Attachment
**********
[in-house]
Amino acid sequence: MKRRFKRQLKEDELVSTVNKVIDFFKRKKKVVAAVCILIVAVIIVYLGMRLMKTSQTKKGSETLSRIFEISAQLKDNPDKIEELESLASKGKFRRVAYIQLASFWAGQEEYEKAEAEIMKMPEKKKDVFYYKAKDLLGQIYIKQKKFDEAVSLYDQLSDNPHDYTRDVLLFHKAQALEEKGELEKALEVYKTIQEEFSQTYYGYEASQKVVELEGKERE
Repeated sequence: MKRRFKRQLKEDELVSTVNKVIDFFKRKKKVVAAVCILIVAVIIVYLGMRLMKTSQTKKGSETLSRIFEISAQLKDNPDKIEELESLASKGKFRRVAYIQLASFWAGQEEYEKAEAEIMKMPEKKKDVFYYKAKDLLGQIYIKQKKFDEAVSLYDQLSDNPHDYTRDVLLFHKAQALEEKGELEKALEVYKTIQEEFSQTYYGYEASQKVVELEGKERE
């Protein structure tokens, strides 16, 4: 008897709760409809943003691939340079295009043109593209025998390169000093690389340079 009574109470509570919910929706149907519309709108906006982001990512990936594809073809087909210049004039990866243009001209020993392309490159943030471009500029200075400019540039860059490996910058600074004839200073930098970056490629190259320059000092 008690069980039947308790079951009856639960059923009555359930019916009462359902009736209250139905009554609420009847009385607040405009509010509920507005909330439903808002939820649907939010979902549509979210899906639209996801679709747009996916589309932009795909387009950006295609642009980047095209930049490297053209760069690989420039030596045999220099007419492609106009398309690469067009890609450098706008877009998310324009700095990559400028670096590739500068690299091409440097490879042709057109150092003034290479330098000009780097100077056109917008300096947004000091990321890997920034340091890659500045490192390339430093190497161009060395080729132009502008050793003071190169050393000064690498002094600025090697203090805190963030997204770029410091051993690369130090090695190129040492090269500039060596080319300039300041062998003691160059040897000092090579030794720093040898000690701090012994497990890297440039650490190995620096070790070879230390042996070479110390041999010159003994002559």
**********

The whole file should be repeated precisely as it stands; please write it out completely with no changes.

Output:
[in-house]
Amino acid sequence: MKRRFKRQLKEDELVSTVNKVIDFFKRKKKVVAAVCILIVAVIIVYLGMRLMKTSQTKKGSETLSRIFEISAQLKDNPDKIEELESLASKGKFRRVAYIQLASFWAGQEEYEKAEAEIMKMPEKKKDVFYYKAKDLLGQIYIKQKKFDEAVSLYDQLSDNPHDYTRDVLLFHKAQALEEKGELEKALEVYKTIQEEFSQTYYGYEASQKVVELEGKERE
Repeated sequence: MKRRFKRQLKEDELVSTVNKVIDFFKRKKKVVAAVCILIVAVIIVYLGMRLMKTSQTKKGSETLSRIFEISAQLKDNPDKIEELESLASKGKFRRVAYIQLASFWAGQEEYEKAEAEIMKMPEKKKDVFYYKAKDLLGQIYIKQKKFDEAVSLYDQLSDNPHDYTRDVLLFHKAQALEEKGELEKALEVYKTIQEEFSQTYYGYEASQKVVELEGKERE
């Protein structure tokens, strides 16, 4: 008897709760409809943003691939340079295009043109593209025998390169000093690389340079 009574109470509570919910929706149907519309709108906006982001990512990936594809073809087909210049004039990866243009001209020993392309490159943030471009500029200075400019540039860059490996910058600074004839200073930098970056490629190259320059000092 008690069980039947308790079951009856639960059923009555359930019916009462359902009736209250139905009554609420009847009385607040405009509010509920507005909330439903808002939820649907939010979902549509979210899906639209996801679709747009996916589309932009795909387009950006295609642009980047095209930049490297053209760069690989420039030596045999220099007419492609106009398309690469067009890609450098706008877009998310324009700095990559400028670096590739500068690299091409440097490879042709057109150092003034290479330098000009780097100077056109917008300096947004000091990321890997920034340091890659500045490192390339430093190497161009060395080729132009502008050793003071190169050393000064690498002094600025090697203090805190963030997204770029410091051993690369130090090695190129040492090269500039060596080319300039300041062998003691160059040897000092090579030794720093040898000690701090012994497990890297440039650490190995620096070790070879230390042996070479110390041999010159003994002559």